Dyno Run on a Dynojet Dynamometer

MC Garage

By Tim Carrithers, Photography by Dynojet

Dyno Abuse?
Q
A friend of mine has after-hours access to a brand-new Dynojet dynamometer. I've always wondered how much horsepower and torque my 1974 Ducati 750 Sport actually makes. It's totally freshened up and as close to mechanically perfect as I can make it, but I don't want to hurt anything. Is a dyno run or three any harder on the internals than an enthusiastic blast through the canyons? Is there anything I should know/do/make allowances for in advance? And what can I do with the resulting data printout aside from posting it on my office wall?
Corrinne Roscigno
Monessen, PA

A According to Keith Royle, Dynojet's Director of Dyno Sales, as long as your engine is in good shape and warmed up, a few dyno runs shouldn't hurt it. Start with a few easy pulls under acceleration and deceleration, rolling the throttle on more aggressively as you go once everything is up to operating temperature. The subsequently higher cylinder pressures help rings and cylinder walls get better acquainted.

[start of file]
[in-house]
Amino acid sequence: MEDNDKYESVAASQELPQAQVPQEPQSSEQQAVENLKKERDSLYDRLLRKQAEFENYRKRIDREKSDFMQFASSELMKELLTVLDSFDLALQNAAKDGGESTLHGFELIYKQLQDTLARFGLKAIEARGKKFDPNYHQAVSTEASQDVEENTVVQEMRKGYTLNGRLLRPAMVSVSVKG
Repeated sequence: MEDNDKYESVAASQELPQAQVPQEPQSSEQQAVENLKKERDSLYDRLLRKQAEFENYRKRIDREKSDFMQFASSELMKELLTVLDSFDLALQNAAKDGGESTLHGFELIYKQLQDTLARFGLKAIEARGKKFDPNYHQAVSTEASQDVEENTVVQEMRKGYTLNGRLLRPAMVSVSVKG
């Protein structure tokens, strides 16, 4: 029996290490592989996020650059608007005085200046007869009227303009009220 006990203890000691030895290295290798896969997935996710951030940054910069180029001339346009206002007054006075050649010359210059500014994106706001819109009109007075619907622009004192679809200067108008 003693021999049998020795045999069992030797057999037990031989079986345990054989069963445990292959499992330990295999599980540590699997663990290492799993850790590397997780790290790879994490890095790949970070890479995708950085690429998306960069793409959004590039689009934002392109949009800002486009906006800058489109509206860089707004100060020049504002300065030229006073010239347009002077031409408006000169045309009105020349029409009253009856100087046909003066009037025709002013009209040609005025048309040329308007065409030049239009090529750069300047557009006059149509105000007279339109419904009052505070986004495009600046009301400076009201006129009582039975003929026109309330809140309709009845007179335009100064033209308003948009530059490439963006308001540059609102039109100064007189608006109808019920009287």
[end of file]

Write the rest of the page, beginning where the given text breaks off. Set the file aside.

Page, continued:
"A dyno run is no harder on your engine than vigorously running up onto a freeway entrance ramp," Royle says. "And monitoring vital data such as the air/fuel ratio, engine temperature and coolant temperature in the dyno room can avoid costly mistakes such as a leaky intake boot leaning out the mixture or a loose oil line.

"When the first Suzuki Hayabusas came out, we were mapping our Power Commander and working on development. The more dyno runs we made, the more power that bike put out on the dyno. After about a half-dozen runs, we picked up almost 6 bhp, so that alone would support the dyno break-in theory. So yes, you can make a series of dyno runs with a fresh motor, and might even gain a bit of power and longevity by doing so. Also, you'd have a good baseline dyno run to use as a tuning guide for further upgrades and tuning."

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